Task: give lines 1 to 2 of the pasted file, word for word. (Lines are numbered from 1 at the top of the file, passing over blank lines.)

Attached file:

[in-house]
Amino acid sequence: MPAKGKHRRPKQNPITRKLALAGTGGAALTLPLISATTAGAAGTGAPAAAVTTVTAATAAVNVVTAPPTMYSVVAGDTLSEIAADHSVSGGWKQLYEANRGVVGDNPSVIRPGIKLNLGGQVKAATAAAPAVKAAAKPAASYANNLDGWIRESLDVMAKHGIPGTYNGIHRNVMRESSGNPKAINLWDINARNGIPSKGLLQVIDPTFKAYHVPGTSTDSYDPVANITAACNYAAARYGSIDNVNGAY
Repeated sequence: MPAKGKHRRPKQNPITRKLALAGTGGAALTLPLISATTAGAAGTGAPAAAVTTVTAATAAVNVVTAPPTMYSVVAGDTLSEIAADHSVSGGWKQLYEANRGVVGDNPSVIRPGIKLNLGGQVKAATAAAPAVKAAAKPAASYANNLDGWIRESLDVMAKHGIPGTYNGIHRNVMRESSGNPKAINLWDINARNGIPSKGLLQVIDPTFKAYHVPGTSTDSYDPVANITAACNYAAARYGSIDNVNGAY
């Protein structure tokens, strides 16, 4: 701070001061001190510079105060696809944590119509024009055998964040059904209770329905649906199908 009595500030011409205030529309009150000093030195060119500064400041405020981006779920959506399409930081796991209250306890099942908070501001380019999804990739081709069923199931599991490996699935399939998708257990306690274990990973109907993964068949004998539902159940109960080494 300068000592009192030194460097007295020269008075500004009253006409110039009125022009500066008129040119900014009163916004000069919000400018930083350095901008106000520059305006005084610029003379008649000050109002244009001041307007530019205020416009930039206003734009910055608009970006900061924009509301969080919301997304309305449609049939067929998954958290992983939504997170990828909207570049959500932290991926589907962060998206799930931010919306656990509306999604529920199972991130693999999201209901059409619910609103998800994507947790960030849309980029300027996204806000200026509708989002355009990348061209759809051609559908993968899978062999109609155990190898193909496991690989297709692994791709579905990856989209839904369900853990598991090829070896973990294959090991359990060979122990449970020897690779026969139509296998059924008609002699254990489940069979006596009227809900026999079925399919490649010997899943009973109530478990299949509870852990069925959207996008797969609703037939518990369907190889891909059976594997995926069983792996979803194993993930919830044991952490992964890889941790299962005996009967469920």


[in-house]
Amino acid sequence: MPAKGKHRRPKQNPITRKLALAGTGGAALTLPLISATTAGAAGTGAPAAAVTTVTAATAAVNVVTAPPTMYSVVAGDTLSEIAADHSVSGGWKQLYEANRGVVGDNPSVIRPGIKLNLGGQVKAATAAAPAVKAAAKPAASYANNLDGWIRESLDVMAKHGIPGTYNGIHRNVMRESSGNPKAINLWDINARNGIPSKGLLQVIDPTFKAYHVPGTSTDSYDPVANITAACNYAAARYGSIDNVNGAY